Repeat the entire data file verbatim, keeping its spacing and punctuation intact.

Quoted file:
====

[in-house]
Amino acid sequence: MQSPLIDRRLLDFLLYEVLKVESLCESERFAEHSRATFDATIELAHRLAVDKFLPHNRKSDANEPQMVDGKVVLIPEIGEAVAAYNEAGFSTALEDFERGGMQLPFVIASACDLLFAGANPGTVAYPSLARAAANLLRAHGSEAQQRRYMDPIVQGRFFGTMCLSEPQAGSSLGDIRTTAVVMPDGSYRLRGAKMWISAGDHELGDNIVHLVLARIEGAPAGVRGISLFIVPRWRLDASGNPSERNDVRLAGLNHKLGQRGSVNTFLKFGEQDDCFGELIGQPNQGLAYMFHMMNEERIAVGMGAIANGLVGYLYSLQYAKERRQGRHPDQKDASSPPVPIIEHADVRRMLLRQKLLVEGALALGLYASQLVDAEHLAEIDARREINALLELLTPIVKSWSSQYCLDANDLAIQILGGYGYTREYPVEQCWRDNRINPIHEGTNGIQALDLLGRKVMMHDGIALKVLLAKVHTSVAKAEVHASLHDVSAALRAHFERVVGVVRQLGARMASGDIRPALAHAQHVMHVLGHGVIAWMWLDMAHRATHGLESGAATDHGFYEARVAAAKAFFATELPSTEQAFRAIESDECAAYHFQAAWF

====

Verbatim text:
[in-house]
Amino acid sequence: MQSPLIDRRLLDFLLYEVLKVESLCESERFAEHSRATFDATIELAHRLAVDKFLPHNRKSDANEPQMVDGKVVLIPEIGEAVAAYNEAGFSTALEDFERGGMQLPFVIASACDLLFAGANPGTVAYPSLARAAANLLRAHGSEAQQRRYMDPIVQGRFFGTMCLSEPQAGSSLGDIRTTAVVMPDGSYRLRGAKMWISAGDHELGDNIVHLVLARIEGAPAGVRGISLFIVPRWRLDASGNPSERNDVRLAGLNHKLGQRGSVNTFLKFGEQDDCFGELIGQPNQGLAYMFHMMNEERIAVGMGAIANGLVGYLYSLQYAKERRQGRHPDQKDASSPPVPIIEHADVRRMLLRQKLLVEGALALGLYASQLVDAEHLAEIDARREINALLELLTPIVKSWSSQYCLDANDLAIQILGGYGYTREYPVEQCWRDNRINPIHEGTNGIQALDLLGRKVMMHDGIALKVLLAKVHTSVAKAEVHASLHDVSAALRAHFERVVGVVRQLGARMASGDIRPALAHAQHVMHVLGHGVIAWMWLDMAHRATHGLESGAATDHGFYEARVAAAKAFFATELPSTEQAFRAIESDECAAYHFQAAWF